photo courtesy Harold Russell, a child of Victoria Park
Early Evening in Victoria Park on Victoria Day Monday, May 23, 2022
What strikes you about Victoria Park is the diversity of the people you find there, much more so than at any other Kitchener gathering place, including the Market. Victoria Park is always busy – people walking dogs, playing soccer, or hanging out on the steps of the clocktower monument, pushing a baby carriage or minding a child on a bike. This Victoria Day Monday (one day before the actual May-2-4), on a mild evening, a group of young men were passing around a now perfectly legal toke, and just chilling, while a diverse stream of people passed by the fountain commemorating the journeys and arrivals of immigrants and refugees in the city.
However, the real party, I discovered, was deeper inside the park. On the other side of Jubilee Drive, past the underused pavilion, starting with the playground, hundreds – perhaps thousands – of people had come out to celebrate the Monday off, almost all of them people of colour. There were picnics on the grass, picnics at picnic tables, children running and climbing, old people strolling, teenagers hanging out, young people flirting, boys with bicycles hanging out, men in groups – people in all kinds of clothing, girls in white Sunday dresses, men in flowing robes, women with elaborate headdresses, and kids in jeans and sneakers.
I had not seen anything like this since leaving my home country, in Eastern Europe, on a May 1 or an August 23, the good-weather national holidays, when people came outside to be together, just like here, in Victoria Park: not so much in nature as punctuated by nature – on the grass, the groups spaced out by trees and bushes.
There was not much music – a car radio in the full parking lot, not too loud – and the occasional pop of a firecracker that nobody paid attention to. The main sound was of people talking to each other. For a moment I thought I was the only white person there – but there were others, like me, passing through this immense family party. I felt I had witnessed something special, all these people so comfortably at home in the park, in the heart of the city.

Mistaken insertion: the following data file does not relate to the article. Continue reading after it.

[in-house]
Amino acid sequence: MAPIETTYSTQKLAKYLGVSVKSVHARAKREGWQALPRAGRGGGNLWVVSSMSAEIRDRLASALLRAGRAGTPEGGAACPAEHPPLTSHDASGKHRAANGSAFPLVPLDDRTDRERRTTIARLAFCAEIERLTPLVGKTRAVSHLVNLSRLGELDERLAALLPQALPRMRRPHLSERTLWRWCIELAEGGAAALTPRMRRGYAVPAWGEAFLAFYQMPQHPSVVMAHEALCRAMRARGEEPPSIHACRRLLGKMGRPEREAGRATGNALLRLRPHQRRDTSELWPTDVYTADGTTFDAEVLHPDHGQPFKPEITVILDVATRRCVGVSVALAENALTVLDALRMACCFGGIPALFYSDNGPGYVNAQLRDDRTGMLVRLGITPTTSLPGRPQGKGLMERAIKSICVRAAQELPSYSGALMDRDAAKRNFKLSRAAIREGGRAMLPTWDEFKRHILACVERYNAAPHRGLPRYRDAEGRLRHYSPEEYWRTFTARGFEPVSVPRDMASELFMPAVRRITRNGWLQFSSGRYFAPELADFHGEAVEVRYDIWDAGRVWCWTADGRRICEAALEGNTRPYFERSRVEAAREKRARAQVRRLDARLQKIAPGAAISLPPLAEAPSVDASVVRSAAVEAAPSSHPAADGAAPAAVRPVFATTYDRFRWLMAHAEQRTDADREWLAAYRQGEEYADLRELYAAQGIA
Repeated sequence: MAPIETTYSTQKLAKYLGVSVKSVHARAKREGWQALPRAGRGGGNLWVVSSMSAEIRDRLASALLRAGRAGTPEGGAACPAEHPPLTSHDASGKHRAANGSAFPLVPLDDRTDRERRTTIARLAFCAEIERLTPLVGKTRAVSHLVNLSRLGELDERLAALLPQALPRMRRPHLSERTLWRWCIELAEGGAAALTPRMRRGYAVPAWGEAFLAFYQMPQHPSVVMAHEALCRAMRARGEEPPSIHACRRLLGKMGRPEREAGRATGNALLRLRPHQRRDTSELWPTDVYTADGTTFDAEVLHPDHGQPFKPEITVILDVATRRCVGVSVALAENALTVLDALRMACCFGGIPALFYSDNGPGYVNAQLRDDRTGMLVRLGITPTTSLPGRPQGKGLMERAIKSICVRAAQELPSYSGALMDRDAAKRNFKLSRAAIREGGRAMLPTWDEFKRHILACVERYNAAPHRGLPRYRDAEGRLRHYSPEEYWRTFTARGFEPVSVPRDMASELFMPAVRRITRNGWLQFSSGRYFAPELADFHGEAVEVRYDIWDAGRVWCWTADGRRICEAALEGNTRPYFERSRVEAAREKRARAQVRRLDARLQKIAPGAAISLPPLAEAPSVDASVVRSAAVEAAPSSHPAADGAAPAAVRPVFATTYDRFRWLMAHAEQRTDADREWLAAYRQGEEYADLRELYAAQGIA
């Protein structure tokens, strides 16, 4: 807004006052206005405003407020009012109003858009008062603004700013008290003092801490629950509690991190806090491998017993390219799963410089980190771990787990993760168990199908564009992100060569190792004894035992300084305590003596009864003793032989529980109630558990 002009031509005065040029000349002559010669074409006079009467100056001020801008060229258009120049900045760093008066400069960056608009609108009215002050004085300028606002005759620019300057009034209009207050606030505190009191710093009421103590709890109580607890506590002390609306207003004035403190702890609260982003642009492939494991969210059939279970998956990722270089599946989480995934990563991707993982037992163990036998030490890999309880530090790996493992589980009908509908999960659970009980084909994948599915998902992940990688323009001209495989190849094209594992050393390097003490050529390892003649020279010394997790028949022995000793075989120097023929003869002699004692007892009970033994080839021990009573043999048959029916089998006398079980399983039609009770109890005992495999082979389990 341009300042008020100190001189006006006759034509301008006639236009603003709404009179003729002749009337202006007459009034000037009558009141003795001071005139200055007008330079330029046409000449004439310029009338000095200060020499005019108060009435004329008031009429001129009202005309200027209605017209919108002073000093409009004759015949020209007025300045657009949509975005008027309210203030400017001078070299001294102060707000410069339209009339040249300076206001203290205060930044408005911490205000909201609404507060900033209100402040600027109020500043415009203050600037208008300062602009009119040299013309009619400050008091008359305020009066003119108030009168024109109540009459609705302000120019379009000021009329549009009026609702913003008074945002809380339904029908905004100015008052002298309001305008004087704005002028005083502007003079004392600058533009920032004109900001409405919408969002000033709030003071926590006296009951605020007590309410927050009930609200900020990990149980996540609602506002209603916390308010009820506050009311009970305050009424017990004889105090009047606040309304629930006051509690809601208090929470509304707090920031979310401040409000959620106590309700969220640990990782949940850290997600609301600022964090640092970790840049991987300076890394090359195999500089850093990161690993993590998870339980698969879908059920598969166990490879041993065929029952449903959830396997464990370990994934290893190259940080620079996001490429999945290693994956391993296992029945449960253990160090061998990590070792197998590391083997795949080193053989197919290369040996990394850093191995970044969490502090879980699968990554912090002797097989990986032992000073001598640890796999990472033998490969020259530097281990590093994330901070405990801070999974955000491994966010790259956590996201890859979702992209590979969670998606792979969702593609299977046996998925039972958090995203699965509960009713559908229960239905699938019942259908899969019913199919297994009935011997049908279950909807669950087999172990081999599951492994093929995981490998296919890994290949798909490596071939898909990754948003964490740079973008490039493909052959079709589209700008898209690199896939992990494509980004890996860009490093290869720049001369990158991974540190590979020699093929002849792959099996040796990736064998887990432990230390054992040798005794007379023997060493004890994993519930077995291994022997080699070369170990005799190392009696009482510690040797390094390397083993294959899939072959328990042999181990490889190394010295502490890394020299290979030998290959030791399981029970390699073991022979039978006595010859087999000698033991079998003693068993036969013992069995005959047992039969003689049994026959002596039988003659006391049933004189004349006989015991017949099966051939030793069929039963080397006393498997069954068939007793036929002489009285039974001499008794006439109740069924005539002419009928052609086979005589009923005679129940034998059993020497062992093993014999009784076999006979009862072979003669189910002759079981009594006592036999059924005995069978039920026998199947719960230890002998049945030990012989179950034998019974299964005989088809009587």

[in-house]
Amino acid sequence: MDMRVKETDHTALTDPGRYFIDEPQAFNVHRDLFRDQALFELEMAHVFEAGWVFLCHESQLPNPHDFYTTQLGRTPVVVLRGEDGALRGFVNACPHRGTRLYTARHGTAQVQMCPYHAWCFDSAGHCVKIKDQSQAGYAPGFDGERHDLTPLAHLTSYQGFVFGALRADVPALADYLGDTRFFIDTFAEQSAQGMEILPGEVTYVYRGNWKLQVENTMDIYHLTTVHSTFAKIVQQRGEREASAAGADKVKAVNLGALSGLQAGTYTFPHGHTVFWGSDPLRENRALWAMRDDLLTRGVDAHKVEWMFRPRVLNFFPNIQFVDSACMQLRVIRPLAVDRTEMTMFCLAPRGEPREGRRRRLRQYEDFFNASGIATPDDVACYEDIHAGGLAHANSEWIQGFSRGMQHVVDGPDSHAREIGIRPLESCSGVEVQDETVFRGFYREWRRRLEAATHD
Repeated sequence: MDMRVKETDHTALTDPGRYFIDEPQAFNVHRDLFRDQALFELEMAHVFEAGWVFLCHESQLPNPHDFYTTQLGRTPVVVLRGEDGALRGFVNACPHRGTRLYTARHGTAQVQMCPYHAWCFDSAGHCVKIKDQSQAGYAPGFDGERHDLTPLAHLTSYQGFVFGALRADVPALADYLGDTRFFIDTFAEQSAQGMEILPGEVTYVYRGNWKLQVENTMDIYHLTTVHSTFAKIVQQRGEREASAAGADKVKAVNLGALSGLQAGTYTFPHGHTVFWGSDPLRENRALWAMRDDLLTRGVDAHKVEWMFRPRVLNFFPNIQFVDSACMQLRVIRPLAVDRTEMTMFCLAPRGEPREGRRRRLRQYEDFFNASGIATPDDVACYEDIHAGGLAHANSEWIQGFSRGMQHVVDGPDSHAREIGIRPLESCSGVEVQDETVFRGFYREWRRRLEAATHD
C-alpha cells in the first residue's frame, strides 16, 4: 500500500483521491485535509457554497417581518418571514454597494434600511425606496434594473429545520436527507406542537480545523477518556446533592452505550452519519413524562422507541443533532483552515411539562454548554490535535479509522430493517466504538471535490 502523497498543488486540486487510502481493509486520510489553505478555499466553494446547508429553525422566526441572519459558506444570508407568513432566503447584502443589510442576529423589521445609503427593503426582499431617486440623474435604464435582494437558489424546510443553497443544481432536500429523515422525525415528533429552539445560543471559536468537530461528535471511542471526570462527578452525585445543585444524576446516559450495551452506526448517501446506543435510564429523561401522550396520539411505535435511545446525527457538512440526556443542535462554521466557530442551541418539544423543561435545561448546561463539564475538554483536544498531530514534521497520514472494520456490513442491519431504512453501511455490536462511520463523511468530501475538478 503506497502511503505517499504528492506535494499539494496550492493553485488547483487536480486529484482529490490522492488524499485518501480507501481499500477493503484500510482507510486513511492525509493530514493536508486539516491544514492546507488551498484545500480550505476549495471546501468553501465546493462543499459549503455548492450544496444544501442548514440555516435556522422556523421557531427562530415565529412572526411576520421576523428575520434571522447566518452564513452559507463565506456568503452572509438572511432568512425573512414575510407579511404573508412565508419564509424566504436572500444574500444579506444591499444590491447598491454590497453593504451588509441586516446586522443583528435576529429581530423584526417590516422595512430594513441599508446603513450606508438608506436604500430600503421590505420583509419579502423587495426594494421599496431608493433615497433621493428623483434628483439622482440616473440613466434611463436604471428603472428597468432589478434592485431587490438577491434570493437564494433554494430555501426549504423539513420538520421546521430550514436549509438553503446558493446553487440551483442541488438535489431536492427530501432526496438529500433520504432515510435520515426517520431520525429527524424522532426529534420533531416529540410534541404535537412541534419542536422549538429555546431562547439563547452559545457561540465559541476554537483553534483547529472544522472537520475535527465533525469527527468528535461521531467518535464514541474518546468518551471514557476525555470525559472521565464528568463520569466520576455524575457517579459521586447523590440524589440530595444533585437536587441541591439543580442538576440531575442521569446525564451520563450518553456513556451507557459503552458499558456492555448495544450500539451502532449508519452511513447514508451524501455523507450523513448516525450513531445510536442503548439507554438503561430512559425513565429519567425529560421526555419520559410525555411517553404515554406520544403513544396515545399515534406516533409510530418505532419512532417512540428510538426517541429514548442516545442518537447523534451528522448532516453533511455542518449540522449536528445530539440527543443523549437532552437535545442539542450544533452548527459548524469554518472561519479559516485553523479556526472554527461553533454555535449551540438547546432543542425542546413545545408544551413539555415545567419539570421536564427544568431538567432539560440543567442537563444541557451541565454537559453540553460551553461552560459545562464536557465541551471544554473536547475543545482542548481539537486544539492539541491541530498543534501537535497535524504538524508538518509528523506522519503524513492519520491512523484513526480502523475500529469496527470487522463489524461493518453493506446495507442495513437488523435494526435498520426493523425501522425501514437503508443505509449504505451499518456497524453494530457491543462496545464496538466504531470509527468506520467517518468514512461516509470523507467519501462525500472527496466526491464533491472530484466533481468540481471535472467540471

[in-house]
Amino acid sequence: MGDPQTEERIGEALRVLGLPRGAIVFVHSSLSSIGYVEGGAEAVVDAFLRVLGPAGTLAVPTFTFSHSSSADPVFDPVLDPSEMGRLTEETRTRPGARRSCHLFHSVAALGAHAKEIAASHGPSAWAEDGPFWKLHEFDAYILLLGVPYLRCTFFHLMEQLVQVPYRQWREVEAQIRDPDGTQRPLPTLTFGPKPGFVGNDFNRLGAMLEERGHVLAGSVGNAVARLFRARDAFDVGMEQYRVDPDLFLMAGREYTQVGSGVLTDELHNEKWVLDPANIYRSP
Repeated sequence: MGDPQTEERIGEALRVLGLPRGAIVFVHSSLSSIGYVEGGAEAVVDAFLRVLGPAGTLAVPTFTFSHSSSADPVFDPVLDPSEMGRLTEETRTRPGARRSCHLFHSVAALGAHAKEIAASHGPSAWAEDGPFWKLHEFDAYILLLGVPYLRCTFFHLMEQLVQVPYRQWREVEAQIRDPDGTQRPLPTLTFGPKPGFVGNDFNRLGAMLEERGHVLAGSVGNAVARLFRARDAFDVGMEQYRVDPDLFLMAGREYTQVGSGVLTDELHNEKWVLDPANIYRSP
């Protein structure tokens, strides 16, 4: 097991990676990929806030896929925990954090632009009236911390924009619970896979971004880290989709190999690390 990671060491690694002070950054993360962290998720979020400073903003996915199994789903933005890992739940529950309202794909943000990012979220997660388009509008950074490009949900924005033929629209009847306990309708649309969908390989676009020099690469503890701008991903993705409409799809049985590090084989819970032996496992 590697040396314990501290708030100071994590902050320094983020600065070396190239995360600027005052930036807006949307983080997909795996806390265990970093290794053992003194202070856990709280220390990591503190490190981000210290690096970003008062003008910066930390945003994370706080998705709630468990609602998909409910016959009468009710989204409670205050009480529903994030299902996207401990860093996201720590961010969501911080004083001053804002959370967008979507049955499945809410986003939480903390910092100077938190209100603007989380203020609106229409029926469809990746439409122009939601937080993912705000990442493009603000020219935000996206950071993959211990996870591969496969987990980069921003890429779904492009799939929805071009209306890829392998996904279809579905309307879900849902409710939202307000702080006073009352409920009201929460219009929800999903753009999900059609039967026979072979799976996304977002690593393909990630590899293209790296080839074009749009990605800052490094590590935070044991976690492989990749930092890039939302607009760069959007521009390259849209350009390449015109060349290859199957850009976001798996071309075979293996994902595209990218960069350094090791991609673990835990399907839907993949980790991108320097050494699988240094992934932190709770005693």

In historical photos and descriptions of Victoria’s Park the crowds look very different. Although the languages and the accents have always varied, this visible diversity is a relatively recent development. And yet, as the statue of Victoria and the Lion can remind us if we so choose, the scene on Monday as my friend describes it is a reflection of connections that have been there for centuries.
I am ready to concede, though, that there are many ways to tell a story without departing completely from the whole truth, which is unfathomable in its complexity. If you choose to see Victoria and the Lion as a symbol of oppression, conquest and domination, that’s your prerogative. It puts you in line with what has been the prevailing view, on this continent and around the world, since the alarm was sounded that the red coats were coming, and those shots were fired at Lexington.
If this were true, how simple our strivings and struggles would become. If a coterie of pampered royal brutes are ultimately responsible for all the hate, and all the suffering that have plagued humankind over the centuries, something as simple as a guillotine could deliver us from evil (or, in the case of graven images that idolize tyranny, a smelting furnace or bit of room in a scrap yard somewhere).
But at most, this would only be the tiniest sliver of the whole truth. Finding others to blame may seem like a convenient solution, especially if the guilty party has been dead for more a century. This leaves us, the living, completely off the hook. But this will not move the human race an inch, not even a millimetre, towards deliverance, redemption or reconciliation.